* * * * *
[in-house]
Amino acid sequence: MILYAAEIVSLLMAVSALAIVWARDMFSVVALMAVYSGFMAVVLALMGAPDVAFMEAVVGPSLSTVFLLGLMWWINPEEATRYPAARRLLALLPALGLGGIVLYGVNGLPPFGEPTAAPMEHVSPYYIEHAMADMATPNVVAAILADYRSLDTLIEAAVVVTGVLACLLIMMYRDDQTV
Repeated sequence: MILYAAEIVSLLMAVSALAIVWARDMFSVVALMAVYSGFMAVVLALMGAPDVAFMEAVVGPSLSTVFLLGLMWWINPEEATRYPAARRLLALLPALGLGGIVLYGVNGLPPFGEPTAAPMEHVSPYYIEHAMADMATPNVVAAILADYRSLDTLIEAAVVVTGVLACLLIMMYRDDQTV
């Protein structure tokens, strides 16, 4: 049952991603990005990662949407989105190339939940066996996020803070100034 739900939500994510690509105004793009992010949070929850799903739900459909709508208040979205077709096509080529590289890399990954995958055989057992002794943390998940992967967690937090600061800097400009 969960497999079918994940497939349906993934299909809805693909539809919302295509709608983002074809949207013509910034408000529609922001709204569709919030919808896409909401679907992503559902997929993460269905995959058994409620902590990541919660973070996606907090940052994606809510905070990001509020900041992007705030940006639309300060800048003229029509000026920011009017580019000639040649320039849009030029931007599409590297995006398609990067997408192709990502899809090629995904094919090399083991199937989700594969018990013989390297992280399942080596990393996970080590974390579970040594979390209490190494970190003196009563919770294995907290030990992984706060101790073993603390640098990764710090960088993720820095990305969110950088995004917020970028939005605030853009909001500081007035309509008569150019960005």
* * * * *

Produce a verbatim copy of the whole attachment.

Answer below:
[in-house]
Amino acid sequence: MILYAAEIVSLLMAVSALAIVWARDMFSVVALMAVYSGFMAVVLALMGAPDVAFMEAVVGPSLSTVFLLGLMWWINPEEATRYPAARRLLALLPALGLGGIVLYGVNGLPPFGEPTAAPMEHVSPYYIEHAMADMATPNVVAAILADYRSLDTLIEAAVVVTGVLACLLIMMYRDDQTV
Repeated sequence: MILYAAEIVSLLMAVSALAIVWARDMFSVVALMAVYSGFMAVVLALMGAPDVAFMEAVVGPSLSTVFLLGLMWWINPEEATRYPAARRLLALLPALGLGGIVLYGVNGLPPFGEPTAAPMEHVSPYYIEHAMADMATPNVVAAILADYRSLDTLIEAAVVVTGVLACLLIMMYRDDQTV
């Protein structure tokens, strides 16, 4: 049952991603990005990662949407989105190339939940066996996020803070100034 739900939500994510690509105004793009992010949070929850799903739900459909709508208040979205077709096509080529590289890399990954995958055989057992002794943390998940992967967690937090600061800097400009 969960497999079918994940497939349906993934299909809805693909539809919302295509709608983002074809949207013509910034408000529609922001709204569709919030919808896409909401679907992503559902997929993460269905995959058994409620902590990541919660973070996606907090940052994606809510905070990001509020900041992007705030940006639309300060800048003229029509000026920011009017580019000639040649320039849009030029931007599409590297995006398609990067997408192709990502899809090629995904094919090399083991199937989700594969018990013989390297992280399942080596990393996970080590974390579970040594979390209490190494970190003196009563919770294995907290030990992984706060101790073993603390640098990764710090960088993720820095990305969110950088995004917020970028939005605030853009909001500081007035309509008569150019960005």